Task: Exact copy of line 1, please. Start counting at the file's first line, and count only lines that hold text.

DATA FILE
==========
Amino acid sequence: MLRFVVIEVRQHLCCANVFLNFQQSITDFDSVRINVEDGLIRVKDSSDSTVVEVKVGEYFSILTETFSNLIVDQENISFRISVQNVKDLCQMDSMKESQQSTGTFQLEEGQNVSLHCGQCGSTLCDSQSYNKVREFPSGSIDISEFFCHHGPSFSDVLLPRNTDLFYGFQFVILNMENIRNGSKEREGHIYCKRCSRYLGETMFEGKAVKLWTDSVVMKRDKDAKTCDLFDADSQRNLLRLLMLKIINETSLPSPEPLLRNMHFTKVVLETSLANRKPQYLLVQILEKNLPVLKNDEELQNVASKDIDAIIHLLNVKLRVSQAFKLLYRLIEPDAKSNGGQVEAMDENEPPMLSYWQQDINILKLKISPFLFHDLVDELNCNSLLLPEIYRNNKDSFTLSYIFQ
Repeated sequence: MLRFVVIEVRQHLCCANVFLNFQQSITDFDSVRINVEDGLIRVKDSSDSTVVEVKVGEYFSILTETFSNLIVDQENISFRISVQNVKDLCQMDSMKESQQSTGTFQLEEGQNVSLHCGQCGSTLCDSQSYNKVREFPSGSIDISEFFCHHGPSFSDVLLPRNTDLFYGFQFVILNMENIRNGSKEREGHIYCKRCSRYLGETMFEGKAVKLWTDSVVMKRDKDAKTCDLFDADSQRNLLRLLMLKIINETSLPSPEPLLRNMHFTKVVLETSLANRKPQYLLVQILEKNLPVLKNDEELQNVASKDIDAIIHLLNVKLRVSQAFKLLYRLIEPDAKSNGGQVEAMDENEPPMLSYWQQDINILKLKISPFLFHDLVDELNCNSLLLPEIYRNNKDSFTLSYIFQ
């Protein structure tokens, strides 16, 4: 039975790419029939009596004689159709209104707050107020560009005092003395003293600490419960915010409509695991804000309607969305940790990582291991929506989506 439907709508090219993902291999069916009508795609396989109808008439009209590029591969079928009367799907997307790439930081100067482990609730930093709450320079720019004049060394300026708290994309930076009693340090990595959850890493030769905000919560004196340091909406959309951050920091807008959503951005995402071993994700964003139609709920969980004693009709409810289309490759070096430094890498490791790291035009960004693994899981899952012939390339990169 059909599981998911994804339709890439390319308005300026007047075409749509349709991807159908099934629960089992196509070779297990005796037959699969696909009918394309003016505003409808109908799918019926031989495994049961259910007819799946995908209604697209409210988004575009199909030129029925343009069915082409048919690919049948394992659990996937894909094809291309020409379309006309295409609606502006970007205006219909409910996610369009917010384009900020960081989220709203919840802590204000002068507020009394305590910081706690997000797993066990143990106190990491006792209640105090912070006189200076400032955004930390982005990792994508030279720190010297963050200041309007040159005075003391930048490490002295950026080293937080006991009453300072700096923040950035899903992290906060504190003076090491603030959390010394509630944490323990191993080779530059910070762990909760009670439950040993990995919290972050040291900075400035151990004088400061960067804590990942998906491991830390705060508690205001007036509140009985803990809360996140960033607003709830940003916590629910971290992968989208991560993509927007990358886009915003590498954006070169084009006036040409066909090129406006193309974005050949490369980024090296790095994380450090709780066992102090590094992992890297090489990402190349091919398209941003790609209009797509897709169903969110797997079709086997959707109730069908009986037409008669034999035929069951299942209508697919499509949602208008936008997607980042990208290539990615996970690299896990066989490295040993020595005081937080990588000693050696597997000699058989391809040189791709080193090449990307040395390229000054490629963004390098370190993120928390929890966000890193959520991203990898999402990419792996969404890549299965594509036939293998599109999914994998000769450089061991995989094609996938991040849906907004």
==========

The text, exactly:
Amino acid sequence: MLRFVVIEVRQHLCCANVFLNFQQSITDFDSVRINVEDGLIRVKDSSDSTVVEVKVGEYFSILTETFSNLIVDQENISFRISVQNVKDLCQMDSMKESQQSTGTFQLEEGQNVSLHCGQCGSTLCDSQSYNKVREFPSGSIDISEFFCHHGPSFSDVLLPRNTDLFYGFQFVILNMENIRNGSKEREGHIYCKRCSRYLGETMFEGKAVKLWTDSVVMKRDKDAKTCDLFDADSQRNLLRLLMLKIINETSLPSPEPLLRNMHFTKVVLETSLANRKPQYLLVQILEKNLPVLKNDEELQNVASKDIDAIIHLLNVKLRVSQAFKLLYRLIEPDAKSNGGQVEAMDENEPPMLSYWQQDINILKLKISPFLFHDLVDELNCNSLLLPEIYRNNKDSFTLSYIFQ